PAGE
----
Philippines delivers on strong rate action with 50bps hike

MANILAPhilippine central bank governor Nestor Espenilla delivered on his pledge for strong action to curb inflation, raising the benchmark rate by a bigger than usual half a percentage point, and promised to do more if needed.

Bangko Sentral ng Pilipinas (BSP) increased the overnight reverse repurchase rate to 4%, it said in a statement in Manila yesterday. Twelve of the 17 economists in a Bloomberg survey predicted the decision, with the rest expecting a 25-basis-point (bp) hike.

“The Monetary Board noted that latest baseline

forecasts have shifted higher over the policy horizon, indicating some risk of inflation exceeding the target in 2019,” the central bank said in the statement. It now projects inflation will average 3.7% next year, up from a previous estimate of 3.3%.

The biggest hike since 2008 comes as central banks in emerging markets (EMs) take more aggressive steps to contain the fallout from rising US rates and a stronger dollar. Inflation in the Philippines is at the highest in five years at 5.7%, while the peso is trading near its lowest level in 12 years.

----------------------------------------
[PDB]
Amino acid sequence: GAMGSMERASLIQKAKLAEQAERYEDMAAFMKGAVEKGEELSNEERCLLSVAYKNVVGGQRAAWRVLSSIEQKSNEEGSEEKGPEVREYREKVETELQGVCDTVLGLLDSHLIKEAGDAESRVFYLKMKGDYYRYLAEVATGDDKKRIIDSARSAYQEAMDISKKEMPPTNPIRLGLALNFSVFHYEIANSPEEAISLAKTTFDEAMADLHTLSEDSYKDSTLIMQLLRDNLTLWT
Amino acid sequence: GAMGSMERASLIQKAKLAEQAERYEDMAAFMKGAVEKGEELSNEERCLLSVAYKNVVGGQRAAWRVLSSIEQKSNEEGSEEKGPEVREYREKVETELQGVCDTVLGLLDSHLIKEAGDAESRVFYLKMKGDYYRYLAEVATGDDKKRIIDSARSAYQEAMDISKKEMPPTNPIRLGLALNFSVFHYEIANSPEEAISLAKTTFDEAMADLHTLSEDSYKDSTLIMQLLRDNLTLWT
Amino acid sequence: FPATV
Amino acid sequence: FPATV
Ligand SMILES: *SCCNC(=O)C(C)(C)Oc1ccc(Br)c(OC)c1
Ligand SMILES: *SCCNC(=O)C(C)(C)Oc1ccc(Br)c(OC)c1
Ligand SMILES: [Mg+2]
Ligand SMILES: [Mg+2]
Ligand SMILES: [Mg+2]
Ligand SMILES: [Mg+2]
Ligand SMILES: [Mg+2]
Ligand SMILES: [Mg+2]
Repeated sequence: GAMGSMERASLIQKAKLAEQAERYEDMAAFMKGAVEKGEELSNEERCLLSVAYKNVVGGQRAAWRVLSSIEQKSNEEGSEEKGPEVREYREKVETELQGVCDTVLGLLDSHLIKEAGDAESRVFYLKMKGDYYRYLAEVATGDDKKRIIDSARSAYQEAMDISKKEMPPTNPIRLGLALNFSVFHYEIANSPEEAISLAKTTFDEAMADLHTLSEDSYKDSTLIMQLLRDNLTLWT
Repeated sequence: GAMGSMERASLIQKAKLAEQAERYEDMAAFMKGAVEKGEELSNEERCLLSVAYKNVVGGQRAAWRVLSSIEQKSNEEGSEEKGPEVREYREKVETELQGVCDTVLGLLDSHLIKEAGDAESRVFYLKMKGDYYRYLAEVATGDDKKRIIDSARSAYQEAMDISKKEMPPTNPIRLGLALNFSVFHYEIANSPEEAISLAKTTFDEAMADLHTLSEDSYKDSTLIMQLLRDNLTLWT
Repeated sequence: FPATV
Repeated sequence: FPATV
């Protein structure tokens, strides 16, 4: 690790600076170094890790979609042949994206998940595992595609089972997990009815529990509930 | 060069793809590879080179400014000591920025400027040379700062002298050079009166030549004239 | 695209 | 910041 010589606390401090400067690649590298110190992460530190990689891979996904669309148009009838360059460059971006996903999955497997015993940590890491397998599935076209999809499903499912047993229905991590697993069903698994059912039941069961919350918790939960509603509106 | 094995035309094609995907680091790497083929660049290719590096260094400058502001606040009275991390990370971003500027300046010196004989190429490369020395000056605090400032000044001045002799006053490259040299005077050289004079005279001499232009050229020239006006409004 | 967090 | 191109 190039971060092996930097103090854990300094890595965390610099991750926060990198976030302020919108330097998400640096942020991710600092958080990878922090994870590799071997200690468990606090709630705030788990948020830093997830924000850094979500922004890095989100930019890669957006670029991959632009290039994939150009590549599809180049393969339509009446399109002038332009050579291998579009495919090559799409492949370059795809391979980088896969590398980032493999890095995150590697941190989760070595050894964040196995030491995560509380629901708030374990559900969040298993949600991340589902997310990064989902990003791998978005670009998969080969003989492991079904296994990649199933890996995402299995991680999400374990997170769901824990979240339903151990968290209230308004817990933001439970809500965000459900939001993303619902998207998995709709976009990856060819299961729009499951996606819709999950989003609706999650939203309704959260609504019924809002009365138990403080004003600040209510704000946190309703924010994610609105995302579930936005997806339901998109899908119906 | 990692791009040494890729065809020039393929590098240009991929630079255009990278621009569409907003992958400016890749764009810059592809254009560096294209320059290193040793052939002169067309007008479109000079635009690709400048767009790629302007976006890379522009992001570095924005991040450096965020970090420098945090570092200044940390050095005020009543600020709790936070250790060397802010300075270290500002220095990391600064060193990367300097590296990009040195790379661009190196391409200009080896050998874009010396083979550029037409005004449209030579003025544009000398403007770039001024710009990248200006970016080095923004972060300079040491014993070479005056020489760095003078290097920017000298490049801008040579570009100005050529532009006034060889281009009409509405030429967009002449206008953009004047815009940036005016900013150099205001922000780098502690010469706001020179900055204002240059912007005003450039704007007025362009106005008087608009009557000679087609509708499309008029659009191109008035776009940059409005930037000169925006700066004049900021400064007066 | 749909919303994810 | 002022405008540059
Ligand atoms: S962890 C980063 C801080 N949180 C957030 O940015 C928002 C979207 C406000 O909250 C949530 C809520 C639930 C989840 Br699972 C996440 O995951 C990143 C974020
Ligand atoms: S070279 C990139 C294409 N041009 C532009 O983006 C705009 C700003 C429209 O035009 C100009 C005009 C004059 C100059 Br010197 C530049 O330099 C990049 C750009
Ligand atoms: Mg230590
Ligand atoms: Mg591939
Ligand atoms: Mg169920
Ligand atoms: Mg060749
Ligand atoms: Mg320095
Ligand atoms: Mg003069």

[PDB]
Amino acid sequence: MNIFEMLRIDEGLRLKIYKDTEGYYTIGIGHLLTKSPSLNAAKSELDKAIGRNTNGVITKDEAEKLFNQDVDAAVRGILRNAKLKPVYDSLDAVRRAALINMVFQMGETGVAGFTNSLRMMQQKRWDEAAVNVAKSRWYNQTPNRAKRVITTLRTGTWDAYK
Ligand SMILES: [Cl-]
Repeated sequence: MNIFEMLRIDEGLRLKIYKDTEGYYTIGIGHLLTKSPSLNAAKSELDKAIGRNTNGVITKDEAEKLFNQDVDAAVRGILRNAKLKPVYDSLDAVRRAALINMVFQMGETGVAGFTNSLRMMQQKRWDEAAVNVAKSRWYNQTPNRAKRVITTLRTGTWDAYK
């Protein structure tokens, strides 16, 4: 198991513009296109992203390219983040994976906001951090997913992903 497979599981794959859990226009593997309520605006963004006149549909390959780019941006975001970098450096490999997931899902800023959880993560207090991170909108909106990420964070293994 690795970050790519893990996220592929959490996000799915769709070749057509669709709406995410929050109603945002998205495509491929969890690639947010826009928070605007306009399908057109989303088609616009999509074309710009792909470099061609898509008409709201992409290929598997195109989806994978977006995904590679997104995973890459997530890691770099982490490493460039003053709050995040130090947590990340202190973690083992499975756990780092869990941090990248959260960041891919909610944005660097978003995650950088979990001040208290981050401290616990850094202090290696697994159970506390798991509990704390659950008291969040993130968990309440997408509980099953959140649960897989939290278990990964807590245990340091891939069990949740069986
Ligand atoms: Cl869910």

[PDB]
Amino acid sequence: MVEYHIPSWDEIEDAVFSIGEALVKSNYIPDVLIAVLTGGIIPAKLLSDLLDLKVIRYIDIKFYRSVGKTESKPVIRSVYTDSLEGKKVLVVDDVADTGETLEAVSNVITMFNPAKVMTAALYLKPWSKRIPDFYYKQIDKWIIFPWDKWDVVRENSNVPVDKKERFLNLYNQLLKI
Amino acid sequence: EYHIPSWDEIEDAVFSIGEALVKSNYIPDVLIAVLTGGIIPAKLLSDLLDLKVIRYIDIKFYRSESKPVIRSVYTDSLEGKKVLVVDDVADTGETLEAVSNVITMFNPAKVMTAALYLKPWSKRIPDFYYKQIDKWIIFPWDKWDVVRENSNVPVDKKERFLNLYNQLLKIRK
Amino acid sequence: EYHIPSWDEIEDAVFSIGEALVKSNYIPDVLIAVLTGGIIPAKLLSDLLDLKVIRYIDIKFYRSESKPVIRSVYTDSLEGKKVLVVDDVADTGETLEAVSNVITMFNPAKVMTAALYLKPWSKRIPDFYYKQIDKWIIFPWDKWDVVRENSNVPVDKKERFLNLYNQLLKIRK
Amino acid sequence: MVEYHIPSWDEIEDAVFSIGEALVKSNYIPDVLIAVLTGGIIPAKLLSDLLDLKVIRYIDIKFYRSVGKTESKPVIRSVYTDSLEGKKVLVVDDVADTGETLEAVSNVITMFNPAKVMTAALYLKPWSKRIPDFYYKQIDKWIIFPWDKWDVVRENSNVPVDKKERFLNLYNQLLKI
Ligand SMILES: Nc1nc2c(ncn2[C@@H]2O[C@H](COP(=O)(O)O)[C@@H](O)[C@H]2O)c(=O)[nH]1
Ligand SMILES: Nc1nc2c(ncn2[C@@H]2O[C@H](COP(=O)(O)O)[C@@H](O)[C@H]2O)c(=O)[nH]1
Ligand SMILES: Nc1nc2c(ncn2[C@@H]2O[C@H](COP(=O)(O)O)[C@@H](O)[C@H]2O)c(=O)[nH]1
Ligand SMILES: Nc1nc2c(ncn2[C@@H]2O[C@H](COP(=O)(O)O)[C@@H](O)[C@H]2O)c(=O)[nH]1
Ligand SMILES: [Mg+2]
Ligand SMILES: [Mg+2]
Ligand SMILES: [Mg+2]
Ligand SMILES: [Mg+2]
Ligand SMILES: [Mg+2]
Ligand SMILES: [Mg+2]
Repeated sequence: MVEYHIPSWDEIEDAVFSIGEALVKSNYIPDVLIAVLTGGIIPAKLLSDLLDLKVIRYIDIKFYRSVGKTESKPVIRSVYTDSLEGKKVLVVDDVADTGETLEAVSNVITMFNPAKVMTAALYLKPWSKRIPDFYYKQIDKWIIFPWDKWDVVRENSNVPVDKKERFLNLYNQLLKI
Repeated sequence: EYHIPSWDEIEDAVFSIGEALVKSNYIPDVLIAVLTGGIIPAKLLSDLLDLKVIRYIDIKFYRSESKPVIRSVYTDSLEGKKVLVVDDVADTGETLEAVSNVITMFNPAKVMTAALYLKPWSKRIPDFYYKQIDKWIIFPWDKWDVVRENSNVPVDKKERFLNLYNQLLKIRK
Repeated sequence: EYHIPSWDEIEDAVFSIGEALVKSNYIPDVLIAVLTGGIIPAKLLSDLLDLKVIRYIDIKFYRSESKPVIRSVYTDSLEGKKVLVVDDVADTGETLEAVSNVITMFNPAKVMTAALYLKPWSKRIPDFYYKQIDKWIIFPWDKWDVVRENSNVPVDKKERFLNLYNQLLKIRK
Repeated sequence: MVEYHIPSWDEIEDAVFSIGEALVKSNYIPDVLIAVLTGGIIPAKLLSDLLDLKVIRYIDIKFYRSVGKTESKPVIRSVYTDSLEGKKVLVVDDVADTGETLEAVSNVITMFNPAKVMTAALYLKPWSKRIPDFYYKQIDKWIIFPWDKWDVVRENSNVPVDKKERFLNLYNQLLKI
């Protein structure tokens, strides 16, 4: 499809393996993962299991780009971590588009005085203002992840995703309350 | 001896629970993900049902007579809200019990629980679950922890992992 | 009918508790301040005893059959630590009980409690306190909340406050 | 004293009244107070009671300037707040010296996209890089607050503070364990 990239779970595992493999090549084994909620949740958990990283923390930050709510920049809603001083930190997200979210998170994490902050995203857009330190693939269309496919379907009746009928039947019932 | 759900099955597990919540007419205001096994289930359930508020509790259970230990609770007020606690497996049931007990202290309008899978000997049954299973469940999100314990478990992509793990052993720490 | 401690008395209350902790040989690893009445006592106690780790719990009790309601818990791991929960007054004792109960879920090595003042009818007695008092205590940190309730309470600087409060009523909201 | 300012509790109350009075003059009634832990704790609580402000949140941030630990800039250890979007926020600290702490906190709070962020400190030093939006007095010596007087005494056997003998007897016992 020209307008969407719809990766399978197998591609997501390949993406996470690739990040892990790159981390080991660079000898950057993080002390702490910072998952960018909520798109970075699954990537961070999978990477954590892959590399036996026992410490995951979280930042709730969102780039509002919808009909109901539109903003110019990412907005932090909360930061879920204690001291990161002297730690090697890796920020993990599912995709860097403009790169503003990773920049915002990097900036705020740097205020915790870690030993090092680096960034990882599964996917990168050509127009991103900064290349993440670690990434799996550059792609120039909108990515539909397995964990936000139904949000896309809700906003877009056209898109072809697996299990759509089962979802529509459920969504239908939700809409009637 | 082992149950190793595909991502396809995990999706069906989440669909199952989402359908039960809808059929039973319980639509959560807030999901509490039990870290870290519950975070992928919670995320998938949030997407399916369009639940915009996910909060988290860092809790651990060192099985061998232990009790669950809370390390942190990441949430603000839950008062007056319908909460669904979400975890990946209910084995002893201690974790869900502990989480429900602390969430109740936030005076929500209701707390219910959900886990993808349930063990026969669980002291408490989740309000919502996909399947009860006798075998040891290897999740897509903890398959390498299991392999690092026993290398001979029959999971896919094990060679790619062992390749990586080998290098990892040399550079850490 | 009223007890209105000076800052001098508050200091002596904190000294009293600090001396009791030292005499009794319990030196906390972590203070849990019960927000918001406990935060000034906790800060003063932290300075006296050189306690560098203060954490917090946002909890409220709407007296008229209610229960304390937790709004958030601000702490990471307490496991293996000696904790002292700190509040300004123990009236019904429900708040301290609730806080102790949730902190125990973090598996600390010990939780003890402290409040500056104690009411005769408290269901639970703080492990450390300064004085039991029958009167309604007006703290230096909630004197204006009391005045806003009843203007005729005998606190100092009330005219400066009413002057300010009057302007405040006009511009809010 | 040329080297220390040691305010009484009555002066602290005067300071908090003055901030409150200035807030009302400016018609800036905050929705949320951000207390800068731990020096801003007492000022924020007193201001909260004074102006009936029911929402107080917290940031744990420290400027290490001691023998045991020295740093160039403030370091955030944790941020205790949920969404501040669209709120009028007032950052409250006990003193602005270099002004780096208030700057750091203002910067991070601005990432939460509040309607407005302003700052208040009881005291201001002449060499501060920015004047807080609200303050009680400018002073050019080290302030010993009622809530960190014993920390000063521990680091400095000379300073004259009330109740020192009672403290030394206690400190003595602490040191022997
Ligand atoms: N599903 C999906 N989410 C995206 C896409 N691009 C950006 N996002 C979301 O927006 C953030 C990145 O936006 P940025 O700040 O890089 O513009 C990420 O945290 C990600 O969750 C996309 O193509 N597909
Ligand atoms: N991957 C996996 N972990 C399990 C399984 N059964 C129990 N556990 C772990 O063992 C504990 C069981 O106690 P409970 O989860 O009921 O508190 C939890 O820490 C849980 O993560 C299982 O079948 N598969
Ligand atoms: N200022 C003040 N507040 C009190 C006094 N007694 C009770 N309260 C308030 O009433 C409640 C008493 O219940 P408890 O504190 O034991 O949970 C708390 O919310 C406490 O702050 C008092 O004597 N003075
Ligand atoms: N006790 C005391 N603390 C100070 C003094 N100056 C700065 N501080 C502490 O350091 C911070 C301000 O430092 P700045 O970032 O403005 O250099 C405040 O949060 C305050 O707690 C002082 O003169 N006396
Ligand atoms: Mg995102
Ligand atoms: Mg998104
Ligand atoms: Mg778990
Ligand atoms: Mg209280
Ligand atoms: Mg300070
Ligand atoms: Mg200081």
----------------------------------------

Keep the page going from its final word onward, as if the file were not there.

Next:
“The BSP reiterates its strong commitment and readiness to take all necessary policy actions to address the threat of high inflation,” the central bank said in the statement.

Espenilla has faced criticism the central bank has been too slow to act against inflation, undermining investor confidence. He stepped up the rhetoric in recent weeks, saying he’s determined to maintain price stability and bring inflation back to the central bank’s target of 2% to 4% in 2019.

“A very strong move today from the BSP, which should certainly bolster market confidence and help anchor infla

tion expectations,” said Chidu Narayanan, Asia economist at Standard Chartered plc in Singapore yesterday. “The rhetoric post the meeting was very key, and I think the BSP’s very hawkish stance — promising to do more, if required, to ensure inflation is on target — is as strong as it can get.”

The central bank raised its inflation forecasts for this year and next, and Espenilla said price gains will probably reach its peak this quarter. Higher global oil costs, an increase in levies on fuel, sugary drinks and cigarettes and record rice prices are boosting inflation this year. — Bloomberg